If you observe fasting, as I have commanded you, your sacrifice will be acceptable to God, and this fasting will be written down; and the service thus performed is noble, and sacred, and acceptable to the Lord.” – Shepherd of Hermas, Book 3, Similitude 5, Chapter 3
The Desert Fathers (c. 250-300)
“Let us fast, brethren and sisters, lest tomorrow perchance we die.” Openly let us vindicate our disciplines. Sure we are that “they who are in the flesh cannot please God;” not, of course, those who are in the substance of the flesh, but in the care, the affection, the work, the will, of it. Emaciation displeases not us; for it is not by weight that God bestows flesh, any more than He does “the Spirit by measure.” – On Fasting, 17
Macarius of Egypt (ca. 300 – 391)
“Abba Isidore said, “If you fast regularly, do not be inflated with pride; if you think highly of yourself because of it, then you had better eat meat. It is better for a man to eat meat than to be inflated with pride and glorify himself” – Silence (EWTN link)
Saint Basil the Great, (330–379)
“This is the mark of Christianity: however much a man toils, and however many righteous deeds he performs, to feel that he has done nothing, and in fasting to say, “This is not fasting,” and in praying, “This is not prayer,” and in perseverance at prayer, “I have shown no perseverance; I am only just beginning to practice and to take pains”; and even if he is righteous before God, he should say, “I am not righteous, not I; I do not take pains, but only make a beginning every day.” – Abba Macarius the Great, Homily 26
Saint Augustine (354–430)
“Fasting gives birth to prophets and strengthens the powerful; fasting makes lawgivers wise. Fasting is a good safeguard for the soul, a steadfast companion for the body, a weapon for the valiant, and a gymnasium for athletes. Fasting repels temptations, anoints unto piety; it is the comrade of watchfulness and the artificer of chastity. In war it fights bravely, in peace it teaches stillness.” – Homily on Fasting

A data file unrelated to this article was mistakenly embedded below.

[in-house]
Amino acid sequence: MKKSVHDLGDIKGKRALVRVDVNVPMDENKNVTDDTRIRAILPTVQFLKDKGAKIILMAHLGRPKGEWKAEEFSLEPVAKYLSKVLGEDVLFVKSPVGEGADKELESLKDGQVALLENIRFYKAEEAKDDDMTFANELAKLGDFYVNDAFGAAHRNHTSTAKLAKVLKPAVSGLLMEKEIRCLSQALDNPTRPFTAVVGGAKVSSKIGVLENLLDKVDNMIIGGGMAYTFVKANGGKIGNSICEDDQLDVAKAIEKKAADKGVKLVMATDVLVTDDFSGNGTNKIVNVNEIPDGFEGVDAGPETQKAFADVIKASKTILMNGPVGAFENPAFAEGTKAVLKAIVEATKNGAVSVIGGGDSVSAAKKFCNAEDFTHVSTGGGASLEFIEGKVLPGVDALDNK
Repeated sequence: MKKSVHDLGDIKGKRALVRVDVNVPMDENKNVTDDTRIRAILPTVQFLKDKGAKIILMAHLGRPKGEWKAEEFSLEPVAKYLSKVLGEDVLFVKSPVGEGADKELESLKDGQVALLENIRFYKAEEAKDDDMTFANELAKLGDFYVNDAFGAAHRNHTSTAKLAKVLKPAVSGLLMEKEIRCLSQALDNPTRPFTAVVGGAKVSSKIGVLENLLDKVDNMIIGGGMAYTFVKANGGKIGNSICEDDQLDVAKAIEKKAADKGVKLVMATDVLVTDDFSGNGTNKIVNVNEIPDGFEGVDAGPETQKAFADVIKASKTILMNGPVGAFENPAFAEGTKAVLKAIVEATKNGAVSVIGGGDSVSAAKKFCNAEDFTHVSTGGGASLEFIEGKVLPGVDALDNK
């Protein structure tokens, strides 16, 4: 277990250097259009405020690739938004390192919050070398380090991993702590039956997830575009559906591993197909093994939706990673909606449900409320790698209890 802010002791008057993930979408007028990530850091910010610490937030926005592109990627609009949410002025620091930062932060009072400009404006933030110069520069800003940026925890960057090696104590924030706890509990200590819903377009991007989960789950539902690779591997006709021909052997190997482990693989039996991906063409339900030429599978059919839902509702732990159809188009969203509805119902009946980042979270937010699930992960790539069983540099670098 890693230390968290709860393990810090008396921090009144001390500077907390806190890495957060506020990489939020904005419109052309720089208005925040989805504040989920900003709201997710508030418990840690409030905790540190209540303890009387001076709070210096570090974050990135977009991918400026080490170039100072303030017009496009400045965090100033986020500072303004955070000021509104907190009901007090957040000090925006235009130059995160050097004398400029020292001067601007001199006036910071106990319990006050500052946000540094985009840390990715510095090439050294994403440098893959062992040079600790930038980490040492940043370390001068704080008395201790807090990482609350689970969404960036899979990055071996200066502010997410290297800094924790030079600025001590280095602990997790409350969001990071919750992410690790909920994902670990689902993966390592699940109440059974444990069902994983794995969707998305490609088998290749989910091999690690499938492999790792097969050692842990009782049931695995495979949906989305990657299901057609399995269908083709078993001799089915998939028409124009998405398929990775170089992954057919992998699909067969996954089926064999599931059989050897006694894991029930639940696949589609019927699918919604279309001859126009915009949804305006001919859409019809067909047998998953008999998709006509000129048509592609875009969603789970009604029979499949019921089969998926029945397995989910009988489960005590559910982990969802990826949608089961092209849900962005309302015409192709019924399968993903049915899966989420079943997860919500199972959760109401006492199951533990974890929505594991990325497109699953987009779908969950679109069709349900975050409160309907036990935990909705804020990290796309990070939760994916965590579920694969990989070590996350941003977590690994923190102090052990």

“Fasting cleanses the soul, raises the mind, subjects one’s flesh to the spirit, renders the heart contrite and humble, scatters the clouds of concupiscence, quenches the fire of lust, and kindles the true light of chastity. Enter again into yourself.”- Sermon, On Prayer and Fasting, LXXII
Fasting and medical considerations
Taken from Sr. Emmanuels' book, "Healing and Liberation Through Fasting". This bread is very hearty and really sustains one who chooses to fast on bread and water.
3 cups white flour
4 cups wheat flour
1 pkg dry yeast
1/2 cup of lukewarm water
2 cups of very hot water
1 beaten egg
1 Tablespoon Salt
2 Tablespoons Sugar or Honey
2 Tablespoons of Olive Oil
1 teaspoon of butter
1 cup Raisins (or fresh apple peeled and cut)
1 cup Almonds or Walnuts
1 cup Plain Oats
In a medium sized bowl, dissolve yeast in 1/2 cup lukewarm water. Cover with a plate and wait a few minutes until bubbly. In a large bowl, combine the flours. Make a well in the flour and add the yeast mixture. Mix a bit.
Reusing the now empty medium bowl, combine Salt, Sugar, Butter, Oil, Raisins, Nuts, 1 beaten egg, and the two cups of very hot water. Pour this over the yeast mixture. Mix/knead the dough, adding flour and or water as needed.
Knead the dough until it comes clean from the bowl. Cover with a plate or towel and let it rise ten minutes. (I often skip this step and the bread still tastes fine) Knead it again until it has spring to it. Place in well greased bowl and cover, letting it rise until doubled in size, 45 minutes to 1 hour, depending on room temp.
Form into desired shapes. This will make two large or three medium loaves.
Place in greased pan. Brush the top with remaining egg (if you did not use it in recipe) and sprinkle with sesame seeds, oats or poppy seeds, if desired.
Bake at 375 degrees for 35 minutes, until done and golden